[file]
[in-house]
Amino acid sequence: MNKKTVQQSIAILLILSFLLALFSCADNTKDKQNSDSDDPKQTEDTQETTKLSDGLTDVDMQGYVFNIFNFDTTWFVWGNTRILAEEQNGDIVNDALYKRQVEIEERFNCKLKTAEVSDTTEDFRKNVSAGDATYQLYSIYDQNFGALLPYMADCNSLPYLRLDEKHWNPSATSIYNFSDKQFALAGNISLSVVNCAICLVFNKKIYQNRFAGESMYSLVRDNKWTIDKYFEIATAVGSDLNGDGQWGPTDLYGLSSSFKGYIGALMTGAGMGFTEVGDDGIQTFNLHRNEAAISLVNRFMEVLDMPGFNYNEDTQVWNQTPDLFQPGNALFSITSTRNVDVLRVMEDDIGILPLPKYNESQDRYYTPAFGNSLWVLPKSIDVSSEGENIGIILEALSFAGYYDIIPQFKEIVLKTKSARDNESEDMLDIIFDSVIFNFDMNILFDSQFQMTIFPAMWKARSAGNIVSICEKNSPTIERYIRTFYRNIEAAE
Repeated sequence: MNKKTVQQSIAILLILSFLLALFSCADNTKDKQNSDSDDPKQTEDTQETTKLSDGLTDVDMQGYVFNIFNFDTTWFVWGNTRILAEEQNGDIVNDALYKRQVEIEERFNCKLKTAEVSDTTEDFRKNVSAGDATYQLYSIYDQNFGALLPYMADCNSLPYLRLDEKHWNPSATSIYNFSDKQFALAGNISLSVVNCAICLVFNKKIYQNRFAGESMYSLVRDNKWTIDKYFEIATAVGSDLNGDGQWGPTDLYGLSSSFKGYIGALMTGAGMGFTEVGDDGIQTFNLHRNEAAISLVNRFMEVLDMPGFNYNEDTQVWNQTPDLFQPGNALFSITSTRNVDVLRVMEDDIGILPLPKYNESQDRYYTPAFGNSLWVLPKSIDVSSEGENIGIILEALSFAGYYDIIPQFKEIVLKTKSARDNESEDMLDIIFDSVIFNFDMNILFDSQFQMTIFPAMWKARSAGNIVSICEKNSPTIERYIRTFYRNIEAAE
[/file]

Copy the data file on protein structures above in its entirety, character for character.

[in-house]
Amino acid sequence: MNKKTVQQSIAILLILSFLLALFSCADNTKDKQNSDSDDPKQTEDTQETTKLSDGLTDVDMQGYVFNIFNFDTTWFVWGNTRILAEEQNGDIVNDALYKRQVEIEERFNCKLKTAEVSDTTEDFRKNVSAGDATYQLYSIYDQNFGALLPYMADCNSLPYLRLDEKHWNPSATSIYNFSDKQFALAGNISLSVVNCAICLVFNKKIYQNRFAGESMYSLVRDNKWTIDKYFEIATAVGSDLNGDGQWGPTDLYGLSSSFKGYIGALMTGAGMGFTEVGDDGIQTFNLHRNEAAISLVNRFMEVLDMPGFNYNEDTQVWNQTPDLFQPGNALFSITSTRNVDVLRVMEDDIGILPLPKYNESQDRYYTPAFGNSLWVLPKSIDVSSEGENIGIILEALSFAGYYDIIPQFKEIVLKTKSARDNESEDMLDIIFDSVIFNFDMNILFDSQFQMTIFPAMWKARSAGNIVSICEKNSPTIERYIRTFYRNIEAAE
Repeated sequence: MNKKTVQQSIAILLILSFLLALFSCADNTKDKQNSDSDDPKQTEDTQETTKLSDGLTDVDMQGYVFNIFNFDTTWFVWGNTRILAEEQNGDIVNDALYKRQVEIEERFNCKLKTAEVSDTTEDFRKNVSAGDATYQLYSIYDQNFGALLPYMADCNSLPYLRLDEKHWNPSATSIYNFSDKQFALAGNISLSVVNCAICLVFNKKIYQNRFAGESMYSLVRDNKWTIDKYFEIATAVGSDLNGDGQWGPTDLYGLSSSFKGYIGALMTGAGMGFTEVGDDGIQTFNLHRNEAAISLVNRFMEVLDMPGFNYNEDTQVWNQTPDLFQPGNALFSITSTRNVDVLRVMEDDIGILPLPKYNESQDRYYTPAFGNSLWVLPKSIDVSSEGENIGIILEALSFAGYYDIIPQFKEIVLKTKSARDNESEDMLDIIFDSVIFNFDMNILFDSQFQMTIFPAMWKARSAGNIVSICEKNSPTIERYIRTFYRNIEAAE